John -  As a curator of communications, I suppose I really have to go for a Cooke and Wheatstone five-needle telegraph.  This really represents the beginning of electrical communication.  The world exists today on communication.  For the last 150 years, it’s been part of what’s been making the world as a smaller place. It all started back in London in 1837 with the demonstration of a simple device where magnetic needles pointing to different letters.  You could send a message over a distance.

Meera -  And Katie, you are here supporting the x-ray machine so what makes this the most important icon?

Katie - Well, x-rays have absolutely changed the way we visualize and understand the world and our bodies.  Before the discovery of x-rays, only surgeons could really sort of understand the mess inside our bodies. It’s revolutionized medical diagnosis and also it changed science in the way we understand materials.  We wouldn’t even know about other icons on the list such as the structure of DNA without x-ray crystallography.  Also, unlike all the other icons which were made by adult scientists and expert engineers this was made by precocious 15 year-old and his father.just a matter of days they’re inspired after they first heard about Roentgen’s discovery when he was publishing it in 1896. I’m voting for it on behalf of all sort of amateur scientists performing cutting-edge research at home.

Meera - Katie Maggs and John Liffin, both curators here at the Science of Museum.  Now, back to Chris Rapley.  Chris, why were these items chosen above the so many other inventions in the history of science?

Chris Rapley - Well, of course we went through an exercise here with our own staff saying what do you think had the biggest impact on the last 100 years. So, you can see why Stevenson’s rocket which completely transformed  expectation of transportation around the country both with goods and people. The Apollo 10 module, you know the pinnacle of human achievement in many ways. It’s still marvellous that humans manage to send small numbers around the moon and indeed on the surface of the moon. Penicillin, how many people’s lives had been changed, you know, saved by penicillin.  So, there a lot of different ways of looking at this but of course, we’re open to debate and discussion. If somebody listening to the program thinks they got it wrong and thinks they should have chosen something else.  We’d be very happy to enter that debate.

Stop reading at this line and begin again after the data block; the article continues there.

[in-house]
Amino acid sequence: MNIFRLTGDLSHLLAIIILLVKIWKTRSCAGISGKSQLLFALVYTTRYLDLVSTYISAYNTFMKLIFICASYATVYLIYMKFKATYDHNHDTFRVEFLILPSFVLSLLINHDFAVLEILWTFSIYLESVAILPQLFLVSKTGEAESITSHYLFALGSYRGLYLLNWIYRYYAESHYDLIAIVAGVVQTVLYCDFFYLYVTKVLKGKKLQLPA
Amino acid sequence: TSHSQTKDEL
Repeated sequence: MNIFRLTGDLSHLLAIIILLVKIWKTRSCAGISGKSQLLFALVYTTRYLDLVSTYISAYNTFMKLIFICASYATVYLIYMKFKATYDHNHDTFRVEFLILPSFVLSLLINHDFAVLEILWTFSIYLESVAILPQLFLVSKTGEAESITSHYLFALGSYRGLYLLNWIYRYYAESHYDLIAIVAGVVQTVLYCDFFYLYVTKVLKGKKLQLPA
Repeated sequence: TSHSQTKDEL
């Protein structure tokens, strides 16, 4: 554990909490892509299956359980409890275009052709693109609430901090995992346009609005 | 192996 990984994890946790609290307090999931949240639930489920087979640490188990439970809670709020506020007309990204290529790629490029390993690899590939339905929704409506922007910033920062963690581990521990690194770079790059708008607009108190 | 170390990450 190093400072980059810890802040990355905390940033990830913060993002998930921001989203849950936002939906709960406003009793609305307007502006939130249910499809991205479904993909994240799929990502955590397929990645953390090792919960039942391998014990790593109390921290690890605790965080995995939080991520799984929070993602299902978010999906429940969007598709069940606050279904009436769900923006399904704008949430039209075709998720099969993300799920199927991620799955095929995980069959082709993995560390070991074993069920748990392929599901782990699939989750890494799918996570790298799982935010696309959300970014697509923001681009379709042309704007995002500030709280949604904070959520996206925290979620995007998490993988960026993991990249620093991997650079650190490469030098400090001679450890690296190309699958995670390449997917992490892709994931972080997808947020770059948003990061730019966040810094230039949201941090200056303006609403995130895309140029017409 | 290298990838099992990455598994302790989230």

Kath - You can look through the remaining icons chosen by the museum by visiting thesciencemuseum.org.uk/centenary.  You can vote for your favourite or even suggest something you think they’ve missed.  That was Meera Senthilingam there talking to Katie Maggs, Lord Peter Mandelson, Chris Rapley, and John Liffin.  Now, I personally think in the top ten should be pasteurization, DNA sequencing and the jet engine.  How about you Chris?

Chris - Do you want the list? The list that they’ve got on there is steam engines, Stevenson’s rocket, electric telegraph, x-ray machine, Model T-ford, penicillin, V2 rockets, Pilot Ace computer, the double helix and the Apollo 10 capsule.  So, ..

Kat - None of mine then?

Chris Smith - No, they didn’t pick up on your one.  What about you, Dave?  What would be on your icon list?

Dave - I think for me the biggest thing would be the printing press because the only way science can keep on going forward is if you can learn from other people and the rest of the world on what they’ve done until you got a printing press that’s very, very difficult.

Chris Smith - Well, I sort of thought in the same vein and I thought modern-day impact on people: similar sort of idea, I go for the internet.  I felt that everyone thinks the museum should have old things in it but that’s not necessarily the case. The internet, I think has been the greatest leveller and the biggest communications tool and the biggest conduit for information that we’ve ever seen in the history of mankind.  Well, I definitely put that as an icon. I also had radio and the radar and transistors because without transistors, we couldn’t have an internet, connect computers and we don’t have anything so William Schottky’s transistor. I had on my list as well.